|Steve Elliott ~alapoet~|
|Washington, Oregon and Colorado will be voting Tuesday on various cannabis legalization plans|
Marijuana history is about to be altered forever in the United States; after tomorrow, at least one state -- and possibly three -- will almost certainly have legalized cannabis.
Colorado, Oregon and Washington voters head to the polls Tuesday to decide the fate of ballot initiatives that would, to one degree or another, move toward ending marijuana prohibition in their respective states. A win at the ballot would be a first of its kind in U.S. history; no state has ever legalized cannabis before.
The latest polls show that slight majorities in Colorado and Washington support their initiatives. Washington's well-funded I-502, unfortunately, has incited lots of division within the cannabis community in that state, largely due to its inclusion of strict marijuana DUI limits which appear to be unsupported by science. Oregon's Measure 80 trails by about seven points in the polls. It is the most favorable to cannabis consumers of the three initiatives, and makes the fewest concessions to law enforcement, but, unlike the other two, attracted little out-of-state funding from well-heeled supporters and marijuana reform groups.
|Ethan Nadelmann, Drug Policy Alliance: "A majority of Americans now appears to favor the legal regulation of marijuana"|
"A majority of Americans now appears to favor the legal regulation of marijuana," said Ethan Nadelmann, executive director of the Drug Policy Alliance. "This is now a mainstream issue and the momentum favors reform.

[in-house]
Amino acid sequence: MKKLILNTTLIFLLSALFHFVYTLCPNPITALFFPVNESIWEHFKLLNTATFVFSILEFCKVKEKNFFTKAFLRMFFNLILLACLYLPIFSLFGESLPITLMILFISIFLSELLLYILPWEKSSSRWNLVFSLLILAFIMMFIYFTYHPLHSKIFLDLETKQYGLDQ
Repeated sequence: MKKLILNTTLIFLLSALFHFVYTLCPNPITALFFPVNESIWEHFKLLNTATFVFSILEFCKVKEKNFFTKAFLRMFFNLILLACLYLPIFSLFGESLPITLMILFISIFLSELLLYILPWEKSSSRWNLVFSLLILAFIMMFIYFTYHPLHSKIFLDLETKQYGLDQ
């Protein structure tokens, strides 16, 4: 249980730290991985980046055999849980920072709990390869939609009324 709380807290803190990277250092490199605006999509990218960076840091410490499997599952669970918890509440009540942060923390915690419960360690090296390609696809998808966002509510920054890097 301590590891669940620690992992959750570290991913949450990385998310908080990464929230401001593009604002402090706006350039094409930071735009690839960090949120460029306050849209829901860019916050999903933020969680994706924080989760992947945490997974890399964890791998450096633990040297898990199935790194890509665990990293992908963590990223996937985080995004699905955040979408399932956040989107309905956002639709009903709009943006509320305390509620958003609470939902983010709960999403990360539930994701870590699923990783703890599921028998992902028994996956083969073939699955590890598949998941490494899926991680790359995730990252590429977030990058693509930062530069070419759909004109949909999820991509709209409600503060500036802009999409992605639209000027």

"Most Americans now realize that marijuana prohibition is a counterproductive strategy that funnels millions of otherwise law-abiding citizens into the criminal justice system while wasting billions of taxpayer dollars," Nadelmann said. "Many also understand that legally regulating marijuana will take power and profits out of the hands of criminal organizations both within this country and abroad while freeing up limited law enforcement resources."
"If one of these initiatives passes, it will be a watershed moment in the decades-long struggle to end failed marijuana prohibition policies in this country," said Nadelmann.
The initiatives have inspired a coalition that includes traditional drug policy reformers, law enforcement, organized labor, advocates for fiscal responsibility, mainstream civil rights organizations, advocates for children, and people from across the political spectrum.
Never before has support for the idea of making marijuana legal been so widespread. Last year, a Gallup poll found for the first time that 50 percent of Americans support making marijuana legal, with only 46 percent opposed.
Public support has shifted dramatically over the last two decades - especially over the last five years - as majorities of men, 18-49-year-olds, liberals, moderates, Independents, Democrats, and voters in Western, Midwestern and Eastern states now support making marijuana legal.
Last week, the annual FBI Uniform Crime Report found that police made 757,969 arrests in 2011 for marijuana law violations in the U.S., with 86 percent of these arrests for possession only. Marijuana arrests comprise one-half of all U.S. drug arrests.
When voters choose to legalize marijuana on a statewide level, what will be the response of the federal government? Will the Department of Justice run roughshod over the voters' will, as it has on the medical marijuana issue? It's going to be an interesting year.